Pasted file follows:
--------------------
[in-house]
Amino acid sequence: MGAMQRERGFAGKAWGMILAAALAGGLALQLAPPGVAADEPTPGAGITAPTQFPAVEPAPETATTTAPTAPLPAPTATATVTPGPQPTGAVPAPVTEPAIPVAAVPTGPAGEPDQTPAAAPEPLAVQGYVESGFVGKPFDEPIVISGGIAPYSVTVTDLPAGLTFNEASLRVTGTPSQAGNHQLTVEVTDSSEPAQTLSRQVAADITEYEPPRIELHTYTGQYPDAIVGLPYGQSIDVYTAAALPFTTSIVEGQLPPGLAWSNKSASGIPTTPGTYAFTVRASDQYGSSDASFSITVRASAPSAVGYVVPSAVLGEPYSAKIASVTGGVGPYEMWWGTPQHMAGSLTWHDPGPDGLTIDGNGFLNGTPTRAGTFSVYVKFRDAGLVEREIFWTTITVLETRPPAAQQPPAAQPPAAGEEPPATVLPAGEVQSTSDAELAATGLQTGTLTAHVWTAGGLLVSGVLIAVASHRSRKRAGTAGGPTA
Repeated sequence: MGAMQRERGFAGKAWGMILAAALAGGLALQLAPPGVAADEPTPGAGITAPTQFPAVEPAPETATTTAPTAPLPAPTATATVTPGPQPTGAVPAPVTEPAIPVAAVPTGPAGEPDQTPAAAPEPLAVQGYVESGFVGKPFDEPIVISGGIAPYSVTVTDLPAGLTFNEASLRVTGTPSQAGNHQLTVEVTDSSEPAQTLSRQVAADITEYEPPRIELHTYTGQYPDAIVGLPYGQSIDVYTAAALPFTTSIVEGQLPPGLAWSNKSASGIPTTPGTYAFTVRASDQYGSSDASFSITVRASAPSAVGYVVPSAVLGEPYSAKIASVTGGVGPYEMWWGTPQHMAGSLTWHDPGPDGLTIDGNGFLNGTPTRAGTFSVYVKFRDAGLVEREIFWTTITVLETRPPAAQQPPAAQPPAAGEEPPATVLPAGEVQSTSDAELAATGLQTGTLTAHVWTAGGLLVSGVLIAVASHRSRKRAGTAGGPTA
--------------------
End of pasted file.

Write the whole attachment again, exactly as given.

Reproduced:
[in-house]
Amino acid sequence: MGAMQRERGFAGKAWGMILAAALAGGLALQLAPPGVAADEPTPGAGITAPTQFPAVEPAPETATTTAPTAPLPAPTATATVTPGPQPTGAVPAPVTEPAIPVAAVPTGPAGEPDQTPAAAPEPLAVQGYVESGFVGKPFDEPIVISGGIAPYSVTVTDLPAGLTFNEASLRVTGTPSQAGNHQLTVEVTDSSEPAQTLSRQVAADITEYEPPRIELHTYTGQYPDAIVGLPYGQSIDVYTAAALPFTTSIVEGQLPPGLAWSNKSASGIPTTPGTYAFTVRASDQYGSSDASFSITVRASAPSAVGYVVPSAVLGEPYSAKIASVTGGVGPYEMWWGTPQHMAGSLTWHDPGPDGLTIDGNGFLNGTPTRAGTFSVYVKFRDAGLVEREIFWTTITVLETRPPAAQQPPAAQPPAAGEEPPATVLPAGEVQSTSDAELAATGLQTGTLTAHVWTAGGLLVSGVLIAVASHRSRKRAGTAGGPTA
Repeated sequence: MGAMQRERGFAGKAWGMILAAALAGGLALQLAPPGVAADEPTPGAGITAPTQFPAVEPAPETATTTAPTAPLPAPTATATVTPGPQPTGAVPAPVTEPAIPVAAVPTGPAGEPDQTPAAAPEPLAVQGYVESGFVGKPFDEPIVISGGIAPYSVTVTDLPAGLTFNEASLRVTGTPSQAGNHQLTVEVTDSSEPAQTLSRQVAADITEYEPPRIELHTYTGQYPDAIVGLPYGQSIDVYTAAALPFTTSIVEGQLPPGLAWSNKSASGIPTTPGTYAFTVRASDQYGSSDASFSITVRASAPSAVGYVVPSAVLGEPYSAKIASVTGGVGPYEMWWGTPQHMAGSLTWHDPGPDGLTIDGNGFLNGTPTRAGTFSVYVKFRDAGLVEREIFWTTITVLETRPPAAQQPPAAQPPAAGEEPPATVLPAGEVQSTSDAELAATGLQTGTLTAHVWTAGGLLVSGVLIAVASHRSRKRAGTAGGPTA